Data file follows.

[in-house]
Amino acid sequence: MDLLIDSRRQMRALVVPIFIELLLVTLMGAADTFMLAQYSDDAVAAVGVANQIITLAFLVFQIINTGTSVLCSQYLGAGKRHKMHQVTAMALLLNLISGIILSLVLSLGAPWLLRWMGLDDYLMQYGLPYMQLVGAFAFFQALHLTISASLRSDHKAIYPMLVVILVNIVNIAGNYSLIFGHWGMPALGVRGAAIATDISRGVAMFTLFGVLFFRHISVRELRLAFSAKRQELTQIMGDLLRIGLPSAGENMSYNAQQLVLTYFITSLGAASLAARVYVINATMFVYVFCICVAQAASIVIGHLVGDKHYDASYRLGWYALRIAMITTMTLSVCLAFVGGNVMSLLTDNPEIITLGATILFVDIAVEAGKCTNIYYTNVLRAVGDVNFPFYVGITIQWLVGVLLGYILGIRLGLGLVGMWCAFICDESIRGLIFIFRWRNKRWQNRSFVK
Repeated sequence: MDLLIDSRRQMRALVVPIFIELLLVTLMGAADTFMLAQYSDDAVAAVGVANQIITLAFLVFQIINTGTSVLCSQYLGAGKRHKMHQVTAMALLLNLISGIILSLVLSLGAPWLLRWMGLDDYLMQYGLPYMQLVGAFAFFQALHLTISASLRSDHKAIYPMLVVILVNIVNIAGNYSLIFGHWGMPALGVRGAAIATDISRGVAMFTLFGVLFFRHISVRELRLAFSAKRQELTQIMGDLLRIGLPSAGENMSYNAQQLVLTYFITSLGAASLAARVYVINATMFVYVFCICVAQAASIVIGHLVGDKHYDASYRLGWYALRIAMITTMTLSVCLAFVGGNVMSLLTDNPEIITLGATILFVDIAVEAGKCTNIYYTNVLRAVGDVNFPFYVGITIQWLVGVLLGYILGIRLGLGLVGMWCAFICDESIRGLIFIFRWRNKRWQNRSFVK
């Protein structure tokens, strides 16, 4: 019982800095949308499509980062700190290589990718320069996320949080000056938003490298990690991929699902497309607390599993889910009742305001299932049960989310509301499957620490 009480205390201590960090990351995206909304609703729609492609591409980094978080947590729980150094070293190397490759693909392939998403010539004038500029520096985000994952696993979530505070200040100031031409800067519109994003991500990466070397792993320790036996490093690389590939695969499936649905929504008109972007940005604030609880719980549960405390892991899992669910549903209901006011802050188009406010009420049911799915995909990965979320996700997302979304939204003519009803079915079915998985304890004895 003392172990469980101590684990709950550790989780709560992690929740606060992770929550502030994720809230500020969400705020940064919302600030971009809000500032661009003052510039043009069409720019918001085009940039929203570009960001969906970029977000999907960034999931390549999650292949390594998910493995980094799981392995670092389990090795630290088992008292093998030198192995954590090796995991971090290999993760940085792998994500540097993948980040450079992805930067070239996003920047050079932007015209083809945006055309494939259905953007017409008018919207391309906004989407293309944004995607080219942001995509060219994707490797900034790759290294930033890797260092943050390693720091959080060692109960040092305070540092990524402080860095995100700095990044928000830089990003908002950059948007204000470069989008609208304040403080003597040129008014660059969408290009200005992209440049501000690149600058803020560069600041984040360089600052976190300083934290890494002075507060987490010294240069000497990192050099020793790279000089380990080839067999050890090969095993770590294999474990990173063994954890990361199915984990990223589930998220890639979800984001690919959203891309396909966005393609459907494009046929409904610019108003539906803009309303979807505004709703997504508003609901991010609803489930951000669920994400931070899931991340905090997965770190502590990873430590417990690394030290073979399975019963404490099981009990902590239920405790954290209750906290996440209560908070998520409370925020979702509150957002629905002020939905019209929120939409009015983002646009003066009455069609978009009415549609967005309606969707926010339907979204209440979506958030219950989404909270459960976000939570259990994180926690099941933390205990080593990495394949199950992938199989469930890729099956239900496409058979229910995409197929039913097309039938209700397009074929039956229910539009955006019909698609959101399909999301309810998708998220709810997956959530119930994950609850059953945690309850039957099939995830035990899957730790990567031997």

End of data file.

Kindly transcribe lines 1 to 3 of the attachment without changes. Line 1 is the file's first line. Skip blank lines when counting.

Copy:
[in-house]
Amino acid sequence: MDLLIDSRRQMRALVVPIFIELLLVTLMGAADTFMLAQYSDDAVAAVGVANQIITLAFLVFQIINTGTSVLCSQYLGAGKRHKMHQVTAMALLLNLISGIILSLVLSLGAPWLLRWMGLDDYLMQYGLPYMQLVGAFAFFQALHLTISASLRSDHKAIYPMLVVILVNIVNIAGNYSLIFGHWGMPALGVRGAAIATDISRGVAMFTLFGVLFFRHISVRELRLAFSAKRQELTQIMGDLLRIGLPSAGENMSYNAQQLVLTYFITSLGAASLAARVYVINATMFVYVFCICVAQAASIVIGHLVGDKHYDASYRLGWYALRIAMITTMTLSVCLAFVGGNVMSLLTDNPEIITLGATILFVDIAVEAGKCTNIYYTNVLRAVGDVNFPFYVGITIQWLVGVLLGYILGIRLGLGLVGMWCAFICDESIRGLIFIFRWRNKRWQNRSFVK
Repeated sequence: MDLLIDSRRQMRALVVPIFIELLLVTLMGAADTFMLAQYSDDAVAAVGVANQIITLAFLVFQIINTGTSVLCSQYLGAGKRHKMHQVTAMALLLNLISGIILSLVLSLGAPWLLRWMGLDDYLMQYGLPYMQLVGAFAFFQALHLTISASLRSDHKAIYPMLVVILVNIVNIAGNYSLIFGHWGMPALGVRGAAIATDISRGVAMFTLFGVLFFRHISVRELRLAFSAKRQELTQIMGDLLRIGLPSAGENMSYNAQQLVLTYFITSLGAASLAARVYVINATMFVYVFCICVAQAASIVIGHLVGDKHYDASYRLGWYALRIAMITTMTLSVCLAFVGGNVMSLLTDNPEIITLGATILFVDIAVEAGKCTNIYYTNVLRAVGDVNFPFYVGITIQWLVGVLLGYILGIRLGLGLVGMWCAFICDESIRGLIFIFRWRNKRWQNRSFVK